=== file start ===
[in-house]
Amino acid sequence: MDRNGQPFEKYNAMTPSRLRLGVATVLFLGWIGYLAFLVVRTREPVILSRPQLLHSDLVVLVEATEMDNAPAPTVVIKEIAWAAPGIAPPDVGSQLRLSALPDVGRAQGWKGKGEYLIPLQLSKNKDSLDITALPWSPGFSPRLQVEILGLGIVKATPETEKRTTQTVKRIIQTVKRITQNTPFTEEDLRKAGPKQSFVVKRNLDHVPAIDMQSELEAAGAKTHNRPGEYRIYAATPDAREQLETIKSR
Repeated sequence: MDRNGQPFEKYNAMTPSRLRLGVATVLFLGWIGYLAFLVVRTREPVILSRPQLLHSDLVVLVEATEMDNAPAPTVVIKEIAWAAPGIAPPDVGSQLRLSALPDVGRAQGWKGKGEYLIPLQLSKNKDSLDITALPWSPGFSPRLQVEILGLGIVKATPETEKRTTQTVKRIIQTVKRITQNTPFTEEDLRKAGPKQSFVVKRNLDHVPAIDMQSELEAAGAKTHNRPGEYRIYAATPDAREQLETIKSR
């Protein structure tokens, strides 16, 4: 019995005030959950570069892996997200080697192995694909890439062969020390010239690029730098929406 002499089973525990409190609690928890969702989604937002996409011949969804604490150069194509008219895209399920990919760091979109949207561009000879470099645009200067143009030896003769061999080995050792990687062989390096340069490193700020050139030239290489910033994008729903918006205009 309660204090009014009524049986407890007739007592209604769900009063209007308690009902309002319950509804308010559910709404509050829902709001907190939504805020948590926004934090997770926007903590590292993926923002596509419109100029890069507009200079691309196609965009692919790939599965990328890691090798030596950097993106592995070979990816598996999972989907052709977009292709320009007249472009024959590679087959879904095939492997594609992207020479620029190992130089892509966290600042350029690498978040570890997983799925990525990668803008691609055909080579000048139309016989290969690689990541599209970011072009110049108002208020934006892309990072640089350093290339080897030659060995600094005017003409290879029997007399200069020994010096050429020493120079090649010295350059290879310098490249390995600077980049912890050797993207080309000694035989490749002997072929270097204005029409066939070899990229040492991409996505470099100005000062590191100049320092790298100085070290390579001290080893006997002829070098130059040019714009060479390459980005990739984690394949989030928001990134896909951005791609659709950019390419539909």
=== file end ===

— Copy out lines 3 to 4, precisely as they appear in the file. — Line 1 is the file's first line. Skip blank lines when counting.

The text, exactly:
Repeated sequence: MDRNGQPFEKYNAMTPSRLRLGVATVLFLGWIGYLAFLVVRTREPVILSRPQLLHSDLVVLVEATEMDNAPAPTVVIKEIAWAAPGIAPPDVGSQLRLSALPDVGRAQGWKGKGEYLIPLQLSKNKDSLDITALPWSPGFSPRLQVEILGLGIVKATPETEKRTTQTVKRIIQTVKRITQNTPFTEEDLRKAGPKQSFVVKRNLDHVPAIDMQSELEAAGAKTHNRPGEYRIYAATPDAREQLETIKSR
């Protein structure tokens, strides 16, 4: 019995005030959950570069892996997200080697192995694909890439062969020390010239690029730098929406 002499089973525990409190609690928890969702989604937002996409011949969804604490150069194509008219895209399920990919760091979109949207561009000879470099645009200067143009030896003769061999080995050792990687062989390096340069490193700020050139030239290489910033994008729903918006205009 309660204090009014009524049986407890007739007592209604769900009063209007308690009902309002319950509804308010559910709404509050829902709001907190939504805020948590926004934090997770926007903590590292993926923002596509419109100029890069507009200079691309196609965009692919790939599965990328890691090798030596950097993106592995070979990816598996999972989907052709977009292709320009007249472009024959590679087959879904095939492997594609992207020479620029190992130089892509966290600042350029690498978040570890997983799925990525990668803008691609055909080579000048139309016989290969690689990541599209970011072009110049108002208020934006892309990072640089350093290339080897030659060995600094005017003409290879029997007399200069020994010096050429020493120079090649010295350059290879310098490249390995600077980049912890050797993207080309000694035989490749002997072929270097204005029409066939070899990229040492991409996505470099100005000062590191100049320092790298100085070290390579001290080893006997002829070098130059040019714009060479390459980005990739984690394949989030928001990134896909951005791609659709950019390419539909």